• Unity 2020.2 Bringing Some Hefty Performance Optimizations [Ed: Microsoft Mono unfortunately]

    Not only did Unity Software experience a successful IPO last week but they also rolled out the Unity 2020.2 engine into public beta and with that comes some "major speed-ups" for performance.

  • Super Slap Sisters [Ed: Requires WINE]

    These are some great additions that allow for an even wider variety of playstyles, keeping your opponent guessing as to when the best time to strike is. For example, not only can the clutch be used during an attack to throw your opponent off, it can also be a lifesaver just as you’re about to reach the blastzone (knockout boundaries) after getting hit. The clutch will reverse your momentum, meaning that the sooner you perform the clutch after flying, the closer you’ll get to the stage and therefore have a more successful recovery. Players who are new to this type of fighting will not be left in the dark here, as there is a great tutorial mode. The tutorial is very interactive with the player, giving them everything they need to get a basic grasp on how the game works. You can also read about the various mechanics that are available in-game, what they do, and how to do it, as well as get a bio on each character and what their moves entail.

  • Go on an epic quest as a not-so-average clown trying to find their dog in Ayo the Clown

    Ayo the Clown is an upcoming adventure platformer from developer Cloud M1, it should be releasing this year and it looks so full of charm it could pop like a balloon at any moment. Funded on Kickstarter back in September 2019 with 475 backers pledging $20,397 we totally missed this, it even had a Linux demo back then too. Cloud M1 said their take on the busy platformer genre is one that's supposed to "reintroduce you to the incredibly fun platformer games of the ‘90s where platforming is accompanied by an inspiring and memorable story". It has a pretty amazing style, one you can easily say is quite Nintendo-like.

  • Valve rolls out News Channels onto Steam to follow your favourite curators - like us!

    Over time Steam continues to grow as much more than just a games store, and Valve are showing how today with their next Steam Labs experiment to let you get your news. Steam Labs Experiment 009 announced here is an addition to the News Hub, which is now hooked up with the Steam Curator system. Valve said it's now nearing completion and it's a big stop towards the full launch. This will presumably replace the old Steam news feed.

Vulkan Graphics: Vulkan Portability Extension and More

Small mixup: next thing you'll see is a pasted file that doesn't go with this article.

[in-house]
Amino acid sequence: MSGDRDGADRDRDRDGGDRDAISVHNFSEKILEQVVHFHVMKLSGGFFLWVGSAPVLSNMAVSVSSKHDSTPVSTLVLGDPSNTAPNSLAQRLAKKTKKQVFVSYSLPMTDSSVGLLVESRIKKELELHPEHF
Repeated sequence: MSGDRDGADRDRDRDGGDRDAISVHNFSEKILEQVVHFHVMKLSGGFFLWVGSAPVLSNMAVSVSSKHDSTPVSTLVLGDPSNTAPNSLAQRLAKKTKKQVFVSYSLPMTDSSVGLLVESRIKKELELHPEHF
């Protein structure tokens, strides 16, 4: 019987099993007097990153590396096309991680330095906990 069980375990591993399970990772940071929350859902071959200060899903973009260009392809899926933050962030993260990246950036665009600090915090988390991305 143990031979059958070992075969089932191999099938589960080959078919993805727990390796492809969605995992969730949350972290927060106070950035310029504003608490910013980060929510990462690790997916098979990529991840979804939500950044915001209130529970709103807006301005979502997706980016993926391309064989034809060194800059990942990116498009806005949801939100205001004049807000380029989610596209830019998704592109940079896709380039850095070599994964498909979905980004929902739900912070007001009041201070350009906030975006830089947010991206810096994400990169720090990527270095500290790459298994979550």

• Vulkan Portability Extension 1.0 Now Shipping For Expanding Vulkan's Reach

    The Vulkan Portability Extension (VK_KHR_portability_subset) has been released as part of the effort by The Khronos Group in getting Vulkan running on as many platforms as possible, including the likes of Apple macOS/iOS. The VK_KHR_portability_subset extension is about getting Vulkan up and running on non-Vulkan APIs, as opposed to the success we have already seen in areas like getting OpenGL or Direct3D atop Vulkan. The VK_KHR_portability_subset extension makes it easier for the likes of GFX-RS and MoltenVK for getting Vulkan running on platforms like Apple's operating systems where Vulkan is not supported and thus having to reside on top of say the Apple Metal API.

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  • Mike Blumenkrantz: Dynamism

    In Vulkan, a pipeline object is bound to the graphics pipeline for a given command buffer when a draw is about to take place. This pipeline object contains information about the draw state, and any time that state changes, a different pipeline object must be created/bound. This is expensive. Some time ago, Antonio Caggiano did some work to cache pipeline objects, which lets zink reuse them once they’re created. This was great, because creating Vulkan objects is very costly, and we want to always be reusing objects whenever possible. Unfortunately, the core Vulkan spec has the number of viewports and scissor regions as both being part of the pipeline state, which means any time either one changes the number of regions (though both viewport and scissor region counts are the same for our purposes), we need a new pipeline.